Friday, May 11, 2012

Leather applique on the muff

Very much in the middle of this project, but thought I'd check in and show you what is going on. I considered doing a rounder thinner muff this time around rather than the envelope style with the buttons, but well, I adore buttons. My other two muffs have been pretty much about the fur and fabric with some simple trims, so this time I wanted to do something a little more exciting.

  I went looking through modelbuchs today for pattterns. Rather amusingly I was doing the same thing basically a year ago exactly. Just like then, we're headed to the Ren Faire tomorrow for my Mother's Day present. Man, I'm predictable.  This design is from Giovanni Ostaus' Perfection of Design. (which I also have babbled about before.)  Page 56 of the PDF. Rather than drawing it up, I just zoomed the pattern to the size I wanted, printed it and cut it out directly. Then I traced it on to a thin maize colored pigskin leather. I've still got several more lengths of it to cut out, but it's going pretty quickly. I'm stabilizing the blue silk with an interlining of linen and then lining it with a faux mink reused from a thrift store jacket. My other muffs are vintage fur, but I picked this up to do hats for my kids and it has a large piece that is perfect for a muff, while still leaving large pieces for the hats. Since I had it pulled to pieces and out, it was convenient and I grabbed it rather than piecing fur. It's actually a really nice fake.

I'm going to further define the applique with rows of the silk herringbone ribbon on each side and coordinate the muff my loose gown a bit by using the same style buttons. I certainly had practice making them. I figure the more pieces I have that coordinate the more mixing and matching I can do.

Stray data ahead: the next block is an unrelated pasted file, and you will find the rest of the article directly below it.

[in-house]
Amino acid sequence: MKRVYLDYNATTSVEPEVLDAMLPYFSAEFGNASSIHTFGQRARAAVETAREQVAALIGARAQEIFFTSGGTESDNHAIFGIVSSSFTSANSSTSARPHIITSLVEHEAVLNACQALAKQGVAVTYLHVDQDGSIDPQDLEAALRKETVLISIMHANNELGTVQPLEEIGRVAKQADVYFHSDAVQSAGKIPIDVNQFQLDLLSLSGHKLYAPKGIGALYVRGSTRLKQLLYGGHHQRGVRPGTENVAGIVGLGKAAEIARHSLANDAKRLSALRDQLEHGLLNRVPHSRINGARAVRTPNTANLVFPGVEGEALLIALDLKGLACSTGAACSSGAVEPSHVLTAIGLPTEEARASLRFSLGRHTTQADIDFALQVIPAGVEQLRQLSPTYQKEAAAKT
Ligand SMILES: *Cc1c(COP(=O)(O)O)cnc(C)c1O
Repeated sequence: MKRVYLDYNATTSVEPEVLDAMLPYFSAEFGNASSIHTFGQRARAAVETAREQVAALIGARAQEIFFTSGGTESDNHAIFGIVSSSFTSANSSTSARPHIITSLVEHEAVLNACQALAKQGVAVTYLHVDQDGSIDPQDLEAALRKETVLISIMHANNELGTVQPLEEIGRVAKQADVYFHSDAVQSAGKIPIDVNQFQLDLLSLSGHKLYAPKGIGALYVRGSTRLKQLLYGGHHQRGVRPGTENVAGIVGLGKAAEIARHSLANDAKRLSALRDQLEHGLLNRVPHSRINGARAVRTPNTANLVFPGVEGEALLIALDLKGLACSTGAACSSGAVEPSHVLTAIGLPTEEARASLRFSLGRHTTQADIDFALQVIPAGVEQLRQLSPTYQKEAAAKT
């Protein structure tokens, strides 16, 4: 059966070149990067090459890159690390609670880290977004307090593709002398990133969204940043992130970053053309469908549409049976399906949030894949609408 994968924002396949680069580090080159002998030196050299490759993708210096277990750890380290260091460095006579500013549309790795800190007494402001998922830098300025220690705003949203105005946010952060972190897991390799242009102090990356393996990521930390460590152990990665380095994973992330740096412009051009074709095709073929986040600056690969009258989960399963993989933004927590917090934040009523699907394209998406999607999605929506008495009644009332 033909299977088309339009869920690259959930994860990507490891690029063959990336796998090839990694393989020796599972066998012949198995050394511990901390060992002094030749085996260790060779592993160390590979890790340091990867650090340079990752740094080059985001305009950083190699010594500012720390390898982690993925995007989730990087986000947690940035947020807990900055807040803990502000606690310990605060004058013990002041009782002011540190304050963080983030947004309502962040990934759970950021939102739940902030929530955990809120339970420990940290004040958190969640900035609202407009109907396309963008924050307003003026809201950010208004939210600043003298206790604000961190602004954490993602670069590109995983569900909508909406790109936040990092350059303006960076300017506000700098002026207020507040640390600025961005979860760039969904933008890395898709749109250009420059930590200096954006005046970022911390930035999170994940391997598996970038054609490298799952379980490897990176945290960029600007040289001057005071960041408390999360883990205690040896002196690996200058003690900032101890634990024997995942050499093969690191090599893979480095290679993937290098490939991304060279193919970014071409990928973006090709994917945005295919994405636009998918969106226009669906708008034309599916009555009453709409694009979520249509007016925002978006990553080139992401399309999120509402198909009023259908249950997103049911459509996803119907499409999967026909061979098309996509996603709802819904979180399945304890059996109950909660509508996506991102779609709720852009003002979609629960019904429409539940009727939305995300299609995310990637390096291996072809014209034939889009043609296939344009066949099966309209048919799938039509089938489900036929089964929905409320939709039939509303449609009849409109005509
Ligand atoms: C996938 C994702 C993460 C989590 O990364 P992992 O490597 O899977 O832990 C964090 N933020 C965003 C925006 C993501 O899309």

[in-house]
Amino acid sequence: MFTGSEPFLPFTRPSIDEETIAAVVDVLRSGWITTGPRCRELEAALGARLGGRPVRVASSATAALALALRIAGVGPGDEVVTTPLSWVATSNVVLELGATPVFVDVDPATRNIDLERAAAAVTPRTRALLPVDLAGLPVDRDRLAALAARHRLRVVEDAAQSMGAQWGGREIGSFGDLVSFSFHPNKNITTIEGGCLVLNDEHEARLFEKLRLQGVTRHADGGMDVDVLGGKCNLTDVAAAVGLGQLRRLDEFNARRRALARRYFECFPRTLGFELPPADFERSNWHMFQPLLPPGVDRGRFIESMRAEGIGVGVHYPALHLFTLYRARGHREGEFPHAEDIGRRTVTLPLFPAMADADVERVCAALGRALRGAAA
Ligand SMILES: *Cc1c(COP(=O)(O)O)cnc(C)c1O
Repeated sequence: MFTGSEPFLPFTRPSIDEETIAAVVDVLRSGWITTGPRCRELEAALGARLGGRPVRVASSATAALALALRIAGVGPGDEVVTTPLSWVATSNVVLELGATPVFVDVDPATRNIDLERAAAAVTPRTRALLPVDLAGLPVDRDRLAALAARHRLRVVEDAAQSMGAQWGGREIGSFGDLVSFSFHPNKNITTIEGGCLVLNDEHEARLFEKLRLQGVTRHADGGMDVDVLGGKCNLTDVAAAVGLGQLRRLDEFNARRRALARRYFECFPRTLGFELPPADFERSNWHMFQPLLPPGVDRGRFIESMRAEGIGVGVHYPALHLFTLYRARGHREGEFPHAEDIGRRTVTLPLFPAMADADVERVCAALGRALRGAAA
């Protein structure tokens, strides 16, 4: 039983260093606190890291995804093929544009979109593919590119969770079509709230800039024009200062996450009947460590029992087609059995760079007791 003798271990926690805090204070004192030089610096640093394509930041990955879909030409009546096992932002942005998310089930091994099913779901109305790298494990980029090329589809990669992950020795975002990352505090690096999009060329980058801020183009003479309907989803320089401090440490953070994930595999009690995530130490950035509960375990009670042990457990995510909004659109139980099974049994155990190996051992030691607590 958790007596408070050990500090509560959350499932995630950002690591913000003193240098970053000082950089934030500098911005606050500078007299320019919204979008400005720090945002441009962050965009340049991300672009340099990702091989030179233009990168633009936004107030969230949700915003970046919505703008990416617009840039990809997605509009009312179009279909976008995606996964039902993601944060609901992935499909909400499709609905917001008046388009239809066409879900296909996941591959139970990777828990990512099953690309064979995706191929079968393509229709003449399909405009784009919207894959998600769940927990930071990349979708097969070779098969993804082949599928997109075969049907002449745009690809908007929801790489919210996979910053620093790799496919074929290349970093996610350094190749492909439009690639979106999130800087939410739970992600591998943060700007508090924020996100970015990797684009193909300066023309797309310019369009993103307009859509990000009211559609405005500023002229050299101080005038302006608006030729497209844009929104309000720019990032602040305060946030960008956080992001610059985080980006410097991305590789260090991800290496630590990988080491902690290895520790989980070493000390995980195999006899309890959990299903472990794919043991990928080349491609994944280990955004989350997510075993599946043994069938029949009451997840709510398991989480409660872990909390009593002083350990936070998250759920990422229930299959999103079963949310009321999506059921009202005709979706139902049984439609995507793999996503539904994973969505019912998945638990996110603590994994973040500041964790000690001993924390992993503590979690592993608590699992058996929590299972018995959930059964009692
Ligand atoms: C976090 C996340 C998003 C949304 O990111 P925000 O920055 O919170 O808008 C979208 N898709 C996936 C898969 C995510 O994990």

1. I absolutely LOVE the way thats looking.
    Between watching this, and Hannah's leather applique I'm soooo tempted to try some myself..
    I still have a rather large large large beautiful grey piece that was ordered to do Vilhelms Elevation outfit originally but ended up being too small.
    I thought about making slippers with it though, after yours of course :P

    your my craft hero/inspiration!

    1. Slippers don't really take much leather. You probably have enough to do both :)

  2. Very nice. Have you played with the negative/positive strips? The ones where cutting yields two identical pieces (no waste)? Some representative ones are on p 33, 36, 37 and 38 of this reprint:

    I am dead on positive that they were used for leather, but I have no sources to prove it. BTW - check out the rest of Mistress Kathryn Goodwyn's Flowers of the Needle reprint series here - all for free! Enjoy, K.

  3. Kim, I've done some modern felted objects with those patterns but nothing period. I am fascinated by their similarity to syrmaks/syrdaks and wanted to make something with nomadic feel and Europe flavor so I played around with the interplay of 16th century patterns and felt rugs. Their intended use being for leather certainly rings true to me.

  4. Cool! That's also a nifty line of inquiry.

    There's another technique I've run across that reminds me of this stuff. It's seen on boots and clothing from areas not far from where syrmak originates. In it a layer of thin (usually brightly dyed) leather is laid down and patterns are stitched in back or double running, often in a contrasting color thread. Then the leather is cut about 1/16 of an inch away from the stitching, leaving a thin band that meanders with the sewn line. Patterns are mostly spirals and geometrics, with some (rare) simple vine or floral shapes.

    I ran into this technique when I was an intern at the Peabody at Harvard, long, long ago - on items collected in the mid to late 1800s, but not well dated beyond that.

    Just more fodder for the mill. :) -k.